At least, that was the way it used to work.  With more recent Flash Players, nulled objects with strong listeners will be gc'd and their listeners removed by Flash.  There is more on this below in the Strong Listeners vs Weak Listeners section.

But, you cannot depend on everyone having a Flash Player version that does that and you cannot depend on future Flash Player versions working the same way. So, you should remove all listeners when they are no longer needed as part of good memory management and CPU/GPU management.

To determine if you are practicing good memory management, you need to measure the memory used by your game.  Fortunately, measuring system memory consumption is easy.  ActionScript 3.0 has a static System class property totalMemory (or, totalMemoryNumber if you're using a lot of system memory), you can use to measure your game's memory consumption.  Unfortunately, determining what is causing a memory problem, if you have one, is not so easy.  I will address that in the next section.

If, at any time after your game starts, the amount of memory required by your game exceeds the amount of available system memory, your game's frame rate will drop to zero and the Flash Player will crash.  Obviously, that is a very serious performance problem and it can occur two general ways.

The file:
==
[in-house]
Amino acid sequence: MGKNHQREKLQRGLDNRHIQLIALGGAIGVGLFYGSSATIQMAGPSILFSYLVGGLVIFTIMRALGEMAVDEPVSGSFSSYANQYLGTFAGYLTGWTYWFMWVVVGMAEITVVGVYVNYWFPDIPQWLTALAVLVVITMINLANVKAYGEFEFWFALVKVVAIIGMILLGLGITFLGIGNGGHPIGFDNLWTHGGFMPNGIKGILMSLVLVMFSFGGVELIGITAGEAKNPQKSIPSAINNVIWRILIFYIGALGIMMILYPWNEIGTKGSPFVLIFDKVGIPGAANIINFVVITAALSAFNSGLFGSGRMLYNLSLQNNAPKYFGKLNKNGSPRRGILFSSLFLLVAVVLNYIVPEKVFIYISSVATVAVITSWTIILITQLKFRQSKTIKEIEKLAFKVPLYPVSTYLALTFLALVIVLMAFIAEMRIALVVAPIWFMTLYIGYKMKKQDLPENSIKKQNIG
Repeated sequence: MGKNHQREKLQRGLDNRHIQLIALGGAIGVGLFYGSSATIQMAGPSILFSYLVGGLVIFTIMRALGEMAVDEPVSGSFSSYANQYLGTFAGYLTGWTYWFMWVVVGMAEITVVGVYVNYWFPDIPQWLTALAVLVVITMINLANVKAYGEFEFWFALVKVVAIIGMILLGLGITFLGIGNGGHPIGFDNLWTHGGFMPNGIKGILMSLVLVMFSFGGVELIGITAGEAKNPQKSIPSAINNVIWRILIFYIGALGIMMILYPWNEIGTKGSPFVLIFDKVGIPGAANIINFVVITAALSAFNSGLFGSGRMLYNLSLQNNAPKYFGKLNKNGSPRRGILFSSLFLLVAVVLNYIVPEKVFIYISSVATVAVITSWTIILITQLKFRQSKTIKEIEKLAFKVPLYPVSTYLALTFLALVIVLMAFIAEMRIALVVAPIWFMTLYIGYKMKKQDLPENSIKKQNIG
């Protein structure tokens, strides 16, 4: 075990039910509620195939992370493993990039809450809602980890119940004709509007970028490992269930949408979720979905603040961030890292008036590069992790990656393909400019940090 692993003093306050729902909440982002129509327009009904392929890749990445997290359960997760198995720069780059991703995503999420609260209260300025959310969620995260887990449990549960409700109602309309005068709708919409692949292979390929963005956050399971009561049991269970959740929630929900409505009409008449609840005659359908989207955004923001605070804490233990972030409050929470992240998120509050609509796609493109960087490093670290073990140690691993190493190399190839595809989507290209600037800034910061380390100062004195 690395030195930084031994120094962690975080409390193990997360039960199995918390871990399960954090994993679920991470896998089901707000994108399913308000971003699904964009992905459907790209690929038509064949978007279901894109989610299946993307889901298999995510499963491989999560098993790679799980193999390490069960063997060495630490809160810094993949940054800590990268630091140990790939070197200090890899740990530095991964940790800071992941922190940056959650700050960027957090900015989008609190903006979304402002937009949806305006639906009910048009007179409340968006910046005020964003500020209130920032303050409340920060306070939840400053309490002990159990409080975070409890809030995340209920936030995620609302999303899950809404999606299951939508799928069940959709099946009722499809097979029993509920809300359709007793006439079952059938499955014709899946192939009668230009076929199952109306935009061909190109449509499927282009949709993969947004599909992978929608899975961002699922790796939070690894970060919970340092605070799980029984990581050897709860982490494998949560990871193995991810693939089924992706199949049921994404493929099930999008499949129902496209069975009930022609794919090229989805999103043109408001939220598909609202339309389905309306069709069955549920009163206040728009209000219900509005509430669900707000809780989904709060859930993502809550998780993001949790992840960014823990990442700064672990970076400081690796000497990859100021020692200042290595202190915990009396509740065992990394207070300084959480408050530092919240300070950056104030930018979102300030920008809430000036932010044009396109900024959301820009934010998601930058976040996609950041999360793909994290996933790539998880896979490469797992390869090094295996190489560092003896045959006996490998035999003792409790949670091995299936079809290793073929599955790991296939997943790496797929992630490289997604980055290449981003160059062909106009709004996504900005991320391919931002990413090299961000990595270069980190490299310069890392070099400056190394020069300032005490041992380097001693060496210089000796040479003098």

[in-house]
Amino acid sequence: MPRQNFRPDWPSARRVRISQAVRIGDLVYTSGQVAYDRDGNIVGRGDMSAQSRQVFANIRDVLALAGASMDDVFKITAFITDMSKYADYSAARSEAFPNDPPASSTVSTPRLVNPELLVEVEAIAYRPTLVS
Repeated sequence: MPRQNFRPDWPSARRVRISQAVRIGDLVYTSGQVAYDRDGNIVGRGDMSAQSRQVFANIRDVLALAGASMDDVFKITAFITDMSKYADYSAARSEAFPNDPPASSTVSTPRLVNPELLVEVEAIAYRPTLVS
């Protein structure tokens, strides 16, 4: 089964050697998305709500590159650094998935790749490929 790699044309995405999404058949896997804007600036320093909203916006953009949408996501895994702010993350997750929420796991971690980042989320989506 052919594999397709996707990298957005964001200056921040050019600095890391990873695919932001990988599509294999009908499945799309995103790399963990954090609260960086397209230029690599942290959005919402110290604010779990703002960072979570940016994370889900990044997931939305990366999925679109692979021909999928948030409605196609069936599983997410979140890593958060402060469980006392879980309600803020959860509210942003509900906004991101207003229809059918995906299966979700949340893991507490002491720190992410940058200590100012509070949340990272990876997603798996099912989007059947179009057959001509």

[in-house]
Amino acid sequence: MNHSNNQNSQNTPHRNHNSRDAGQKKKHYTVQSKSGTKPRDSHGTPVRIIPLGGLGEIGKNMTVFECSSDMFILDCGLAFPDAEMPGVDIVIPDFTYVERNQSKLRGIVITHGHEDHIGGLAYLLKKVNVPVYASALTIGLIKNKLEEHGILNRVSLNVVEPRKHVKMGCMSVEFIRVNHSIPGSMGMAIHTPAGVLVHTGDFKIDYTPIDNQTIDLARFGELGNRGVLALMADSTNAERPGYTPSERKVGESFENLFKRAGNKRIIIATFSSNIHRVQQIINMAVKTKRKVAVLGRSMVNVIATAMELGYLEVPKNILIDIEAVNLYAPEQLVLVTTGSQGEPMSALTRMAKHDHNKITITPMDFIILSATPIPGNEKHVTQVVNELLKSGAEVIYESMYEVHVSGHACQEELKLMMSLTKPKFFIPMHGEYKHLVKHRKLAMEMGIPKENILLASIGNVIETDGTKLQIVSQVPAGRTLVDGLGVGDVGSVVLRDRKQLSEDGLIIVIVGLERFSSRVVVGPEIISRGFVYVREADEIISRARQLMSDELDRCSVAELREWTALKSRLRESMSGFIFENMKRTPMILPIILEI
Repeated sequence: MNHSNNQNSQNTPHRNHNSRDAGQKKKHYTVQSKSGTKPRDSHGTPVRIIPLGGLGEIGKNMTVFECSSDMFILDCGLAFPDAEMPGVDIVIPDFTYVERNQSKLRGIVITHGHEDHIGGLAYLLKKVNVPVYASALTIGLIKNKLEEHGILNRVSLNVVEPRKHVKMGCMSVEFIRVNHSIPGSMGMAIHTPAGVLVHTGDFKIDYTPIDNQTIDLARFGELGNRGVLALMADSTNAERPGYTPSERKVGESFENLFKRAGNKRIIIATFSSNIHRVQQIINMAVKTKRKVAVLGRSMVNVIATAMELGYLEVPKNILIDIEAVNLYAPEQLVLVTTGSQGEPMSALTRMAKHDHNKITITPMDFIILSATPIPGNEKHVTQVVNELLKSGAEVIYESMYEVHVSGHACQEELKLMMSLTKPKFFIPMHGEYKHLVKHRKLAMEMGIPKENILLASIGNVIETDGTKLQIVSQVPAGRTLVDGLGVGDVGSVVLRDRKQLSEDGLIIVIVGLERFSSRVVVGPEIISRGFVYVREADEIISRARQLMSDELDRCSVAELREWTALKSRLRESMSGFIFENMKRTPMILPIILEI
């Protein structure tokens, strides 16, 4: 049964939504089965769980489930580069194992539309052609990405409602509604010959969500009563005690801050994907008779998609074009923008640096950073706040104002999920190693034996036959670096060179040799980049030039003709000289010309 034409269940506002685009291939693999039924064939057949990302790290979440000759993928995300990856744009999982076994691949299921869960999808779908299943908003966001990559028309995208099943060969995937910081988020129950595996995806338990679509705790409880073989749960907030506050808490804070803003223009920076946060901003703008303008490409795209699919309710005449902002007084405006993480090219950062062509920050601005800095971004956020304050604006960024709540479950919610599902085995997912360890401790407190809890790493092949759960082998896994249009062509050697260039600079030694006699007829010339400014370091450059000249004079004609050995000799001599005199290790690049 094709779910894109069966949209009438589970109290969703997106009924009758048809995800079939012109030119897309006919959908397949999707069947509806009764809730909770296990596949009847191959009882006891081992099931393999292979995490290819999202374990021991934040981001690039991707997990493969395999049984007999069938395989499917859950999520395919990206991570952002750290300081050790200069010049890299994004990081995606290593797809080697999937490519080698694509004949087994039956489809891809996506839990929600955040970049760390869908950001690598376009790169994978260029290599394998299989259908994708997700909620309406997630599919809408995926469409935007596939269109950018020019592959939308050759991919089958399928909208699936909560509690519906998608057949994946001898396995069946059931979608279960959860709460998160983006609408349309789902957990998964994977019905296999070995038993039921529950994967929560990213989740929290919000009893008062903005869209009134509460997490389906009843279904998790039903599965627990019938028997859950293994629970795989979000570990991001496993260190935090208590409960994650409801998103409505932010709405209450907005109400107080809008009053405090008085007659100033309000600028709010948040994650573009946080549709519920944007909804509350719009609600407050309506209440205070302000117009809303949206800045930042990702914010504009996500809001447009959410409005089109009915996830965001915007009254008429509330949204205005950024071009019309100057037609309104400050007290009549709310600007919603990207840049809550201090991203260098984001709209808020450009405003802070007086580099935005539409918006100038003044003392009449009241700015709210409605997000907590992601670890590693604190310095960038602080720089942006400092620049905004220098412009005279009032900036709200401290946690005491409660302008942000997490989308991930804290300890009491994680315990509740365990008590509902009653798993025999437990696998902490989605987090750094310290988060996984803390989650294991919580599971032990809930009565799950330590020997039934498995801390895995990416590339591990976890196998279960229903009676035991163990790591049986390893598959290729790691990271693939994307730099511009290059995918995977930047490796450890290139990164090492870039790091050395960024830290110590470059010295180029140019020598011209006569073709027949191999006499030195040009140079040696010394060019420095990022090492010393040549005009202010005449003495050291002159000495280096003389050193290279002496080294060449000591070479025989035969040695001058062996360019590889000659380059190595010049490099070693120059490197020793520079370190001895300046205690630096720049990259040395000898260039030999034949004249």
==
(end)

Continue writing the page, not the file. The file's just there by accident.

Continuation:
One, upon initial game setup, your game needs more than the available memory.  If that applies to your situation, you need to re-think your game's setup.  To be sure, there is no sequence of steps that I can sketch that will help in all situations.  It may even be that your game is too sophisticated for its target platform and nothing, short of gutting your game's essential elements, will get it to load and run.  That is, the problem may not even be solvable in any meaningful manner that allows the game, you originally envisioned, to load and run.

And two, your game's memory use may increase the longer your game is played.  If your game consumes more and more memory the longer your game is played, you will eventually see your game's performance degrade.  There must be some limit to memory consumption or your game will suffer steadily worsening performance and eventually crash the Flash Player. 

In both excess memory usage situations, you can test on your development platform.  Because the amount of memory your game uses will be the same on the target platform as on the development platform, you just need to know the amount of memory available to your game on your target platform and then test your game's memory consumption before deploying to that platform. 

This second scenario where your game's memory use may increase the longer your game is played is much more common than the first scenario. It is easy to create (and re-create ad infinitum) objects that are never cleared from memory. When that happens, you are certain to see a significant problem eventually.

Fortunately, this run-away memory consumption is always solvable. However, while finding whether a memory problem exists using one of the System properties is straightforward and while it is always solvable, actually pinpointing the problem is not straightforward.  There is nothing in Flash Pro that lets you track what is in the memory used by your Flash game.